In March 2008 the US government bailed out the Bear Stearns investment bank which was on the edge of failure. Bear Stearns was a major clearing house for financial market transactions. The US government stated that a failure of Bear Stearns would endanger the US financial markets and, potentially, the world financial markets. In September 2008 the US Federal Government took over the largest mortgage lenders in the United States, Fannie Mae and Freddie Mac. A few days later the investment bank Lehman Brothers sought loan guarantees from the US Federal Government as Lehan Brothers looked into the abyss of bankruptcy.
In each of these cases, intervention by the US government in what is supposed to be a free market was justified by the claim that the alternative would be total financial collapse and economic chaos. The workers and tax payers in the United States are being blackmailed to bailout the Wall Street investors and corporations that made vast profits as the housing bubble was expanding.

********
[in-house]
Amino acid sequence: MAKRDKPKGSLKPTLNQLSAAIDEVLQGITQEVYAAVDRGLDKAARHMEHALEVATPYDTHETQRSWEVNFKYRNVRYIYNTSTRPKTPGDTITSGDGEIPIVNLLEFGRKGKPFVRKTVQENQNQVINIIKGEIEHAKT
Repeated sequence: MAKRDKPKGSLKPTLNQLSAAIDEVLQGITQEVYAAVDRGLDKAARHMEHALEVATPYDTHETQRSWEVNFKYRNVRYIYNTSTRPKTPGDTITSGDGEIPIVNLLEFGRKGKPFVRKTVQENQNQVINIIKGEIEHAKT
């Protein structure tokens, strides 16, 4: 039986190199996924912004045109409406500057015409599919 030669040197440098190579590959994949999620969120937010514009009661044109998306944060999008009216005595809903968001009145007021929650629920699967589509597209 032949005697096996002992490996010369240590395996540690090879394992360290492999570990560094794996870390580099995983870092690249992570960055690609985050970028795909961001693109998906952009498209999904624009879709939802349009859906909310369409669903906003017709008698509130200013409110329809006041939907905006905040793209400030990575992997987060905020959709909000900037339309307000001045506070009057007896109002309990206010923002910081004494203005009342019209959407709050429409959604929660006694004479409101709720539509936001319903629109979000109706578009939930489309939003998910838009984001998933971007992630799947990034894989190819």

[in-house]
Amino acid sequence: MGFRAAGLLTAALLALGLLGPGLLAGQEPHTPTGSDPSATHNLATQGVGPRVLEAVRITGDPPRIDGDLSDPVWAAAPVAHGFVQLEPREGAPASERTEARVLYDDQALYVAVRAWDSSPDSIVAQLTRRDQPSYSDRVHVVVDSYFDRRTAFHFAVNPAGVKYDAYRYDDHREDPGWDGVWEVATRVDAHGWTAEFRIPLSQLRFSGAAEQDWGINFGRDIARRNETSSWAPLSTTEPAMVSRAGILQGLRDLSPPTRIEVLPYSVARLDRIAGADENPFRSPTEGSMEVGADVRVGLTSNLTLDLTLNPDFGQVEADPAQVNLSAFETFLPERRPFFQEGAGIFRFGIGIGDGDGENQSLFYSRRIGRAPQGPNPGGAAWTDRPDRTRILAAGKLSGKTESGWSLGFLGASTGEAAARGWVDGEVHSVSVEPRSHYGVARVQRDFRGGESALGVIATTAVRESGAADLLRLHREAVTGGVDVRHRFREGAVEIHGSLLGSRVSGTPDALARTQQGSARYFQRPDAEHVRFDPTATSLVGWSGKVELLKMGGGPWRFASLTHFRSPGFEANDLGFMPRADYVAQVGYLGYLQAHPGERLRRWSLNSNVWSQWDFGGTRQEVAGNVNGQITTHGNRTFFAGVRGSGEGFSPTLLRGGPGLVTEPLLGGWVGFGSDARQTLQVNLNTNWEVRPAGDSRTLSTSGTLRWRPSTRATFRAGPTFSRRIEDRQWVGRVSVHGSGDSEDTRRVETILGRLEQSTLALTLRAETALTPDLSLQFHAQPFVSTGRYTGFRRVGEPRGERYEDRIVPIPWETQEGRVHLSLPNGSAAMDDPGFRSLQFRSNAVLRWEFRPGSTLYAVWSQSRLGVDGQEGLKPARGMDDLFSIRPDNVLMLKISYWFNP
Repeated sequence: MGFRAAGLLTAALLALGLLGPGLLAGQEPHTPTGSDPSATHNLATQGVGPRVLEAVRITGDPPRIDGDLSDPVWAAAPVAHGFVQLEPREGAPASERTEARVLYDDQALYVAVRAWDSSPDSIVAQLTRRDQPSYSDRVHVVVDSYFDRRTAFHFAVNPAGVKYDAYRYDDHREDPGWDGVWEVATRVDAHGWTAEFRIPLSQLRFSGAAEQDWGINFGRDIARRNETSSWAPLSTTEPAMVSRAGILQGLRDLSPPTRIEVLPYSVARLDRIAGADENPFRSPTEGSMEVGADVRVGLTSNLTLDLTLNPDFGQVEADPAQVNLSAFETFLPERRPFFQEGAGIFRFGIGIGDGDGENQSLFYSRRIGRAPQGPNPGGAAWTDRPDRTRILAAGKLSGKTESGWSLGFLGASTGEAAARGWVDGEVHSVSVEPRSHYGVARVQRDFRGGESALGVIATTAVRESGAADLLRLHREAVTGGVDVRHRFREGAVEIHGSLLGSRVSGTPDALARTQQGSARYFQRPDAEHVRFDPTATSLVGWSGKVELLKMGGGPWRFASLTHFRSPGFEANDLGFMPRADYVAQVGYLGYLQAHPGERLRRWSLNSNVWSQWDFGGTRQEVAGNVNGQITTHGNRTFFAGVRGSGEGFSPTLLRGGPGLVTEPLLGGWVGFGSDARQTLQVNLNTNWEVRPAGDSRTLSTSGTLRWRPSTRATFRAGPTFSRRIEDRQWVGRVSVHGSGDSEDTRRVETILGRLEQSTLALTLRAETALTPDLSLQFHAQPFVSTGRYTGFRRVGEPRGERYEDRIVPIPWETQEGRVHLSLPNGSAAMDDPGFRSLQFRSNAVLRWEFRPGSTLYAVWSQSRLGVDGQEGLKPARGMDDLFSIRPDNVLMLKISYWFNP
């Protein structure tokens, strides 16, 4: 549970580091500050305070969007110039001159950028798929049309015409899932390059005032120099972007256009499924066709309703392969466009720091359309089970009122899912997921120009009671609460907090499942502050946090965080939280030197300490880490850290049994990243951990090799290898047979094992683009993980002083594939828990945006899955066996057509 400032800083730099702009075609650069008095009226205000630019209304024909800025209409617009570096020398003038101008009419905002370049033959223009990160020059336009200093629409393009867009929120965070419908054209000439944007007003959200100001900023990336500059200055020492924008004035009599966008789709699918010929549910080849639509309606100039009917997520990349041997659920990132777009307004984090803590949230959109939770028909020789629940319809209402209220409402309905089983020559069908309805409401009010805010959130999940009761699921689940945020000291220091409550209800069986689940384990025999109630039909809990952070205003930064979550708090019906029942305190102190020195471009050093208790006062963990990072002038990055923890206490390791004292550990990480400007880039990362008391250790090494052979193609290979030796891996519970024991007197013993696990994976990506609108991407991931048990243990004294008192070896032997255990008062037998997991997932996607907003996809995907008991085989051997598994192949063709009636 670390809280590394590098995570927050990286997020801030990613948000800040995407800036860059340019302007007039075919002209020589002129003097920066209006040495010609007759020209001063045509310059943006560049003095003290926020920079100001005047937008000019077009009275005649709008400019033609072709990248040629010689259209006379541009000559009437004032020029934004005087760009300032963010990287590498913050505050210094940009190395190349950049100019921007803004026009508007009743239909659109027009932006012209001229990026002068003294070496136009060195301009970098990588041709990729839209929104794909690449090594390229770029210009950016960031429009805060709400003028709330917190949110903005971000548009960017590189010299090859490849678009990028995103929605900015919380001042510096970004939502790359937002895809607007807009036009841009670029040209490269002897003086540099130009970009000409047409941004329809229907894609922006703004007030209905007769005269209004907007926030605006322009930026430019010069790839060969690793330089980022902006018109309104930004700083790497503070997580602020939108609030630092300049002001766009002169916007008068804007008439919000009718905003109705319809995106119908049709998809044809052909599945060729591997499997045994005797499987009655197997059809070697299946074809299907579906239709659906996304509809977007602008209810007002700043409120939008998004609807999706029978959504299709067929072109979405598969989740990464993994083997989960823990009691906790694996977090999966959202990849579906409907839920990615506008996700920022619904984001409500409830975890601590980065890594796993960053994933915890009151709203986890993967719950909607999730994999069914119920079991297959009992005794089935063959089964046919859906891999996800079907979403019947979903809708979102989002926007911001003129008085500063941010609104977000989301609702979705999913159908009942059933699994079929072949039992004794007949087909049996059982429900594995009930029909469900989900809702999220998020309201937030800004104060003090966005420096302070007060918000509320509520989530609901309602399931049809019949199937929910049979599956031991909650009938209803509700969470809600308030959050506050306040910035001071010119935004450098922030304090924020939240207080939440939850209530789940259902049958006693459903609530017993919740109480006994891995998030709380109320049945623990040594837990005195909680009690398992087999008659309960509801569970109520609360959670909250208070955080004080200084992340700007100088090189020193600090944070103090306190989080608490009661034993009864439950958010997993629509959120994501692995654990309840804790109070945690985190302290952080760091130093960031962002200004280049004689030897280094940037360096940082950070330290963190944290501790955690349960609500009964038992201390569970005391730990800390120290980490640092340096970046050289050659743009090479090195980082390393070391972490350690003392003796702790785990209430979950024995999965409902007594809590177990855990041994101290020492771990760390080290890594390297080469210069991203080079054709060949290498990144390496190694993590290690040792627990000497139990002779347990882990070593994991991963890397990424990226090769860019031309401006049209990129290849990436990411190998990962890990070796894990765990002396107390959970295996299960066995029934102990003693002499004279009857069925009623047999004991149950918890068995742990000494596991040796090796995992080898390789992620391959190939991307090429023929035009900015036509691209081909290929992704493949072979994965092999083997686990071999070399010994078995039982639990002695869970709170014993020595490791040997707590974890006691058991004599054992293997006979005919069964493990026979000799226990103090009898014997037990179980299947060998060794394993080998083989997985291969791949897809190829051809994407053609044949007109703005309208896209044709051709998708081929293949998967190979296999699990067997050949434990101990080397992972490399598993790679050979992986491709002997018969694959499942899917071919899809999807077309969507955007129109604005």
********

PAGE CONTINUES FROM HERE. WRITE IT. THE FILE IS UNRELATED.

The name used to describe these bank failures is "the mortgage crisis". Historically mortgages has been considered safe investments. Mortgages had a low rate of default and bonds backed by mortgages have been given some of the highest investment ratings. During the G.W. Bush administration, the riskiness of mortgages dramatically increased. At the same time, the bonds that were backed by these riskier mortgages were still treated as safe investment vehicles. In 2007 and 2008 investors woke up to find that the bonds that they thought we safe investments were, in fact, little more than junk bonds.
Mortgages have been considered a safe investment because lenders followed lending guidelines that helped assure that the borrower could afford the mortgage. Bank and lending regulators were supposed to enforce these lending guidelines. In the housing boom of the early 2000s, these lending guidelines were not followed. Under the Bush administration, regulators did very little to assure that banks and lenders were following the kind of conservative lending rules that made mortgages a safe investment. The end result was that hundreds of billions of dollars of mortgage bonds that were originally classified as safe investments have turned out to be worth less than investors thought. The value of mortgage backed bonds plummeted. Bear Stearns, Lehman Brothers, Fannie Mae and Freddie Mac lost most of their value along with the fall of these bonds. Only the intervention of the US government has saved these lenders from bankruptcy.